Compared with their white counterparts, Black men who have sex with men (MSM) have an HIV prevalence rate 16 times greater than their white counterparts, despite the fact that they get tested for the virus more frequently and are less likely to have condomless sex.
“We have known from prior studies that this paradox exists—Black young MSM engage in fewer risk behaviors but have a much higher rate of HIV diagnosis,” Brian Mustanski, a professor of medical social sciences at Northwestern University Feinberg School of Medicine, said in a press release. The senior author of a new study analyzing why HIV rates are so high among Black MSM, Mustanski continued, “Our study illuminates how HIV disparities emerge from complex social and sexual networks and inequalities in access to medical care for those who are HIV positive.”
Publishing their findings in the Journal of Acquired Immune Deficiency Syndromes, Mustanski and his colleagues analyzed data from RADAR, a project funded by the National Institute on Drug Abuse that provides information on the multiple factors that drive new cases of HIV. The new study looked at data on 1,015 MSM who lived in the Chicago area and were between 16 and 29 years old.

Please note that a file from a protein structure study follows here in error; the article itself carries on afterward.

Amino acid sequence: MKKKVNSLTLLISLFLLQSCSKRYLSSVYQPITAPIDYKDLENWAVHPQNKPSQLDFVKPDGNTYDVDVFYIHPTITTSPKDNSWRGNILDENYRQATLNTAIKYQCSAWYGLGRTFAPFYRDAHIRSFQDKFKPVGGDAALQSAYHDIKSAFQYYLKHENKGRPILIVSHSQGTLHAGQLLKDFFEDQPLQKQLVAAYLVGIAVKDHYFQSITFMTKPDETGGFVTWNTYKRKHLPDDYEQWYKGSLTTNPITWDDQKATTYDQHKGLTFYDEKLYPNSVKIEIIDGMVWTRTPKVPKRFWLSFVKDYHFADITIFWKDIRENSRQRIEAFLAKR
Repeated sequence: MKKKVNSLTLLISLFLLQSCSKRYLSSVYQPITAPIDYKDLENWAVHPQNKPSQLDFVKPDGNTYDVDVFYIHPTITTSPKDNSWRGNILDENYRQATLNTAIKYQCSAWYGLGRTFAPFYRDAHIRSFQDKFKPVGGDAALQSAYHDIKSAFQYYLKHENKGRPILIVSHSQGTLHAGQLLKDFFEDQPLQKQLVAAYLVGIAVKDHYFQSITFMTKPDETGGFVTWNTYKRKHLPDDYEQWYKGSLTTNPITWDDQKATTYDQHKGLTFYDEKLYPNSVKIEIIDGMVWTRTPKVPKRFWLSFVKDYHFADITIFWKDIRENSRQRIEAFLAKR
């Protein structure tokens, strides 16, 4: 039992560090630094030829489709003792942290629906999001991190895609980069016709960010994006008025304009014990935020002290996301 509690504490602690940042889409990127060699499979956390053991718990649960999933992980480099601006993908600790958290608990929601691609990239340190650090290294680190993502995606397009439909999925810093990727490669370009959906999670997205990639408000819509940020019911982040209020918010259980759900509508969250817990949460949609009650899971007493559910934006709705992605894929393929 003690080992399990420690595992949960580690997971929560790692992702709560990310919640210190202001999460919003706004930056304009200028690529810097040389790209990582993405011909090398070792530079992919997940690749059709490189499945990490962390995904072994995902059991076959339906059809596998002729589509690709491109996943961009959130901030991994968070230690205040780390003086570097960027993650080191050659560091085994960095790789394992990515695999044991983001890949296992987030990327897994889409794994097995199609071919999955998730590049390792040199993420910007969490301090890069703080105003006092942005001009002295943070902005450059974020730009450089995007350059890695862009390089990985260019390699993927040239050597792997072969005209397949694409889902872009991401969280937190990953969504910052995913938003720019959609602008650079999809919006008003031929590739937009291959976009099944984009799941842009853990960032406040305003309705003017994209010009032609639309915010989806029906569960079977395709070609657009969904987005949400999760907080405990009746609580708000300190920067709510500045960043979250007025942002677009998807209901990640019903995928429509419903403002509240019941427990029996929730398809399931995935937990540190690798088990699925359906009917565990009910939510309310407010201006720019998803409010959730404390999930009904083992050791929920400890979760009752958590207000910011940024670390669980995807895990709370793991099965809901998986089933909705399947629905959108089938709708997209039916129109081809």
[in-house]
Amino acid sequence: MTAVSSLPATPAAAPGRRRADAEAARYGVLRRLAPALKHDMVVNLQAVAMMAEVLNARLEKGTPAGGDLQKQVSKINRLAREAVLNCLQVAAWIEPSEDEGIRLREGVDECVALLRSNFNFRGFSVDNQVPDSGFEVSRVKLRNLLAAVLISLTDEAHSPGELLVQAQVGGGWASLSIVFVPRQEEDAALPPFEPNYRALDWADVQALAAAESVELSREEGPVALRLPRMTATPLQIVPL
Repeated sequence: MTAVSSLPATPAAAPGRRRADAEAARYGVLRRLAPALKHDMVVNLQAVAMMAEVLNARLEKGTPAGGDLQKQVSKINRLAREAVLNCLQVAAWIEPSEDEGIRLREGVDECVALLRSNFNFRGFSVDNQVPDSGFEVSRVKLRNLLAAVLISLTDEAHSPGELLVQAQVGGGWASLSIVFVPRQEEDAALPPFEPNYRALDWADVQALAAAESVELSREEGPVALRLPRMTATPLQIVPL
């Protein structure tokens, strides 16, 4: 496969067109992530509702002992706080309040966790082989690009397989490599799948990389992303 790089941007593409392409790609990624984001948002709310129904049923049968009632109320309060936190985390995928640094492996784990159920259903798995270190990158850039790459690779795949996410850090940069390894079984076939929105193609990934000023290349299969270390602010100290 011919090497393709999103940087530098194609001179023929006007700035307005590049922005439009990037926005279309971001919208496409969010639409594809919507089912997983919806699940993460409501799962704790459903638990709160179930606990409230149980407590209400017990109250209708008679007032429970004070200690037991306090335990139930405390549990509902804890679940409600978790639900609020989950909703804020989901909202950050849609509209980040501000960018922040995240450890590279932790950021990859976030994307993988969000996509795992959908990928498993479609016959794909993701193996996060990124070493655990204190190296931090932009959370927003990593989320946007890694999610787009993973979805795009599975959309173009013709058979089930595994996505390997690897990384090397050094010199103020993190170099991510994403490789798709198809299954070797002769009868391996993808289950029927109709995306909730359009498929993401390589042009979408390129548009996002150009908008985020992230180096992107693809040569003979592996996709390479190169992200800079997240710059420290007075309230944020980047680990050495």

Of all racial groups, African-Americans reported the lowest numbers of sexual partners, got tested for HIV more frequently and were less likely to report condomless sex. Black MSM were otherwise more likely to have a detectable viral load if they were HIV positive and were more likely to report not being close with their sexual partners.
Black MSM were more likely to report problematic marijuana use, while alcohol abuse was more common among white MSM. Compared with white MSM, Blacks reported experiencing worse stigma, victimization, trauma and childhood sexual abuse.
The researchers also identified how the dynamics of chains of sexual partners, known as sexual networks, as well as the high prevalence of the virus among Black MSM, apparently drive new infections in this demographic.
“Their social and sexual networks are more dense and interconnected, which from an infectious disease standpoint makes infections transmitted more efficiently through the group,” Mustanski said. “That, coupled with the higher HIV prevalence in the population, means any sexual act has a higher chance of HIV transmission.”
To read a press release about the study, click here.
To read the study abstract, click here.